16. 16
    DaveScot says:

    “What does “60% of the physicians reject a purely naturalistic origin for life” have to do with ID?”

    I didn’t bring it up but I think it had nothing to do with ID and everything to do with making the point that the country producing the most progress in medicine is also the one with the most physicians that reject the neodarwinian narrative in regard to origin of life.

    The take home point is that disbelief in darwinian macroevolutionary theory isn’t retarding scientific inquiry or practical application thereof. If anything, the only loose correlation that can be shown is it actually advances science and medicine. My take is that it just doesn’t matter and the success of the U.S. in science and engineering is due to our embrace of free markets and capitalism.

  17. 17
    Derek says:

    Sorry, Dave, I got the names mixed up.

    In any case if the study was about whether such people believed in evolution, why wasn’t that the question asked? “Reject a purely naturalistic origin for life” a is deeply ambiguous between rejecting evolution, believing some supernatural something caused the first ‘spark of life’ but that evolution took it from there, and believing that life began in accord with physical laws and proceeded by evolution but God created the whole system.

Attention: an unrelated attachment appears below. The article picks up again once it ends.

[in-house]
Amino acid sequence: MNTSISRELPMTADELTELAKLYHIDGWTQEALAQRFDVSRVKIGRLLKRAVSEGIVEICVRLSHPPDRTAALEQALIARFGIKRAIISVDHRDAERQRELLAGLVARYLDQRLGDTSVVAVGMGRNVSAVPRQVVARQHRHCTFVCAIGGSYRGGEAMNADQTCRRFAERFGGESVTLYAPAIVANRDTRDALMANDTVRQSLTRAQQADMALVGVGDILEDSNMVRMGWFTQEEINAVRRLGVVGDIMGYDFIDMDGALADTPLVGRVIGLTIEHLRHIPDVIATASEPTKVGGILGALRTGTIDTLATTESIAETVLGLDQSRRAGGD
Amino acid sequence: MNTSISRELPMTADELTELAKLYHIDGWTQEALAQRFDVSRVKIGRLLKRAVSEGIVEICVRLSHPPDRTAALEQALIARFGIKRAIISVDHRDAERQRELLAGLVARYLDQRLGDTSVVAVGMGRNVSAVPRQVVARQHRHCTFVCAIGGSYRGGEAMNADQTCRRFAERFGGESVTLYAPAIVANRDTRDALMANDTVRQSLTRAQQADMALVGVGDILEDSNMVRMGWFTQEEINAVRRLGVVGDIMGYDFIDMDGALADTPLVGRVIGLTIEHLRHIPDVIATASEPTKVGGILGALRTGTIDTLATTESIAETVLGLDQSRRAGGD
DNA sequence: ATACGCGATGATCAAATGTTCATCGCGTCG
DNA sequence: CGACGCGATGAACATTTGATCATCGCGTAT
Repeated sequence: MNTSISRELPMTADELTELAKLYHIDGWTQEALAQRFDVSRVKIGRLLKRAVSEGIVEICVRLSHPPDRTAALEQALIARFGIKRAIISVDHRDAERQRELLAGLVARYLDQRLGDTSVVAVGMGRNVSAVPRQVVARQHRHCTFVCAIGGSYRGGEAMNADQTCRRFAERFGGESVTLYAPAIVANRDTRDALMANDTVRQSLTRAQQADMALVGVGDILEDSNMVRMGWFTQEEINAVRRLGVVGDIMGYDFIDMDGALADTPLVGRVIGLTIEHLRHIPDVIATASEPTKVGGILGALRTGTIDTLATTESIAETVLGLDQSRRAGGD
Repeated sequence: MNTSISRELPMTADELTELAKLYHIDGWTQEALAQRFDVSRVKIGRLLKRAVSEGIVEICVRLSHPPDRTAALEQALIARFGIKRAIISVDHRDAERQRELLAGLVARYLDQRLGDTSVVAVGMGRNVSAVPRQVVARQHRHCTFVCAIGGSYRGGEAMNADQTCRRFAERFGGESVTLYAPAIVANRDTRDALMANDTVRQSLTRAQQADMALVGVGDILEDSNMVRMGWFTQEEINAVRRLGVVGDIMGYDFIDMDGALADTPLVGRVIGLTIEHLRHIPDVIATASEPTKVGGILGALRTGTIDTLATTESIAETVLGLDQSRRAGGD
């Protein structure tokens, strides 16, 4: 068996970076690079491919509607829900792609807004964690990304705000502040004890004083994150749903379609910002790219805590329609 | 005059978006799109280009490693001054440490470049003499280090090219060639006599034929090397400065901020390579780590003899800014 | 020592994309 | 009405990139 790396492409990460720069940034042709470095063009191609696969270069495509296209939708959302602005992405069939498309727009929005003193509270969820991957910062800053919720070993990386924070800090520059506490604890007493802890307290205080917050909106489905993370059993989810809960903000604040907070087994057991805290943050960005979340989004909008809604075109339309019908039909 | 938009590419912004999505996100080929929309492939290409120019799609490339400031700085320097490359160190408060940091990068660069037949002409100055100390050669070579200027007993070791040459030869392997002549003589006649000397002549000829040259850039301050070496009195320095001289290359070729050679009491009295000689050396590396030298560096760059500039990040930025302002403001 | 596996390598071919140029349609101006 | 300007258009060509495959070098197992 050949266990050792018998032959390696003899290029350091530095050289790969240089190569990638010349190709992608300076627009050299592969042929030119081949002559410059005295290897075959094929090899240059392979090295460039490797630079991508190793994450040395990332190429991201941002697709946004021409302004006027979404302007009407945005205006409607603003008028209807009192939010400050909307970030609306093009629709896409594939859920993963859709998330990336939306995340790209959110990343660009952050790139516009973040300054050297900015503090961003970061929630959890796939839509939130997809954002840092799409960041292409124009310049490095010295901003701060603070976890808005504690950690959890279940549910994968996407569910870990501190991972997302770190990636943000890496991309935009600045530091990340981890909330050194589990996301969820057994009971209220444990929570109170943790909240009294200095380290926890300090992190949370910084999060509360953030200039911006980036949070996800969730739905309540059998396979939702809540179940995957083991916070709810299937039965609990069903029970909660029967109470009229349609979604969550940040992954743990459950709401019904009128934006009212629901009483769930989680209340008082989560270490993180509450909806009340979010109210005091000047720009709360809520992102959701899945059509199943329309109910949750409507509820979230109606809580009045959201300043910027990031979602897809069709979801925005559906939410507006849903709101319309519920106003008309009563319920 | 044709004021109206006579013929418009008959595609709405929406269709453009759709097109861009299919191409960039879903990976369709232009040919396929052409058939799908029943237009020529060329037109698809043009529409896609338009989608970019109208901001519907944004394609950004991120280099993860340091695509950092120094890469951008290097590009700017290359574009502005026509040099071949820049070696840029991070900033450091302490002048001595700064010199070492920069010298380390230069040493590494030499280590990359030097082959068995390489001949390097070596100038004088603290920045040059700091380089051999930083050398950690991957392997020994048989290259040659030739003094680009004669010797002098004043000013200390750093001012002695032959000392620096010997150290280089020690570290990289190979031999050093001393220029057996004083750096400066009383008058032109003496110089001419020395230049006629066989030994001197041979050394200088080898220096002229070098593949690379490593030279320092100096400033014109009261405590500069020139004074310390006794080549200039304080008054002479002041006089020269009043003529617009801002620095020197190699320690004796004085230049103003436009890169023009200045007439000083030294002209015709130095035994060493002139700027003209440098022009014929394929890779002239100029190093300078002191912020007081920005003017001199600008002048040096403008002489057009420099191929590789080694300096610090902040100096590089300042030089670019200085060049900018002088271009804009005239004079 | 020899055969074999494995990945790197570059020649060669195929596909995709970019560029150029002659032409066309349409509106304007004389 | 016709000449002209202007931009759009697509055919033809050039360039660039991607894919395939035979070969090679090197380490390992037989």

18. 18
    nostrowski says:

    regarding gumpngreen comment, I think it was an excellent application of the “ban hammer” as Dan S. had previously posted this beauty………

    The Soviet Union had similar ideas, oddly (obviously atheism wasn’t a problem for them), and so many scientists were purged and Lysenkoism – which was seen as more compatible with the official ideology – became official science, Soviet agriculture suffered an enormous setback, and many went hungry or even starved. Most likely you folks will read this as with evolutionary bio standing in for Lysenkoism. Note that the U.S. isn’t the USSR; while federal grants matter, science isn’t really a grand conspiracy, and if you pick wrong, future historians may be arguing over what influence ID had on America’s eventual failure to compete.

    But we’ll be very moral. Hungry and poor, maybe, but that does build character . . .

    How much of this is really necessary? Exactly where does it advance the debate?